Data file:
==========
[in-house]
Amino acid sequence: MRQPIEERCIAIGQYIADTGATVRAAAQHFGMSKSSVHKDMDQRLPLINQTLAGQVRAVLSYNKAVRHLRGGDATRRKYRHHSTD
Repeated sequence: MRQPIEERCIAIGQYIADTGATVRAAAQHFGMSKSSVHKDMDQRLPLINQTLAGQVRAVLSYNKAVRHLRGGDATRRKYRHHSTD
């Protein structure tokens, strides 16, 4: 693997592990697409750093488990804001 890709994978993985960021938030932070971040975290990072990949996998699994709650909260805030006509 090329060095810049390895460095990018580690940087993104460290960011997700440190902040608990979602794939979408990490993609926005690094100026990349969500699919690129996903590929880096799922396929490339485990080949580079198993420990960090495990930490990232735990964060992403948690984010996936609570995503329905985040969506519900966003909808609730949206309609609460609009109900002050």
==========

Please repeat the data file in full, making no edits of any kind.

[in-house]
Amino acid sequence: MRQPIEERCIAIGQYIADTGATVRAAAQHFGMSKSSVHKDMDQRLPLINQTLAGQVRAVLSYNKAVRHLRGGDATRRKYRHHSTD
Repeated sequence: MRQPIEERCIAIGQYIADTGATVRAAAQHFGMSKSSVHKDMDQRLPLINQTLAGQVRAVLSYNKAVRHLRGGDATRRKYRHHSTD
């Protein structure tokens, strides 16, 4: 693997592990697409750093488990804001 890709994978993985960021938030932070971040975290990072990949996998699994709650909260805030006509 090329060095810049390895460095990018580690940087993104460290960011997700440190902040608990979602794939979408990490993609926005690094100026990349969500699919690129996903590929880096799922396929490339485990080949580079198993420990960090495990930490990232735990964060992403948690984010996936609570995503329905985040969506519900966003909808609730949206309609609460609009109900002050």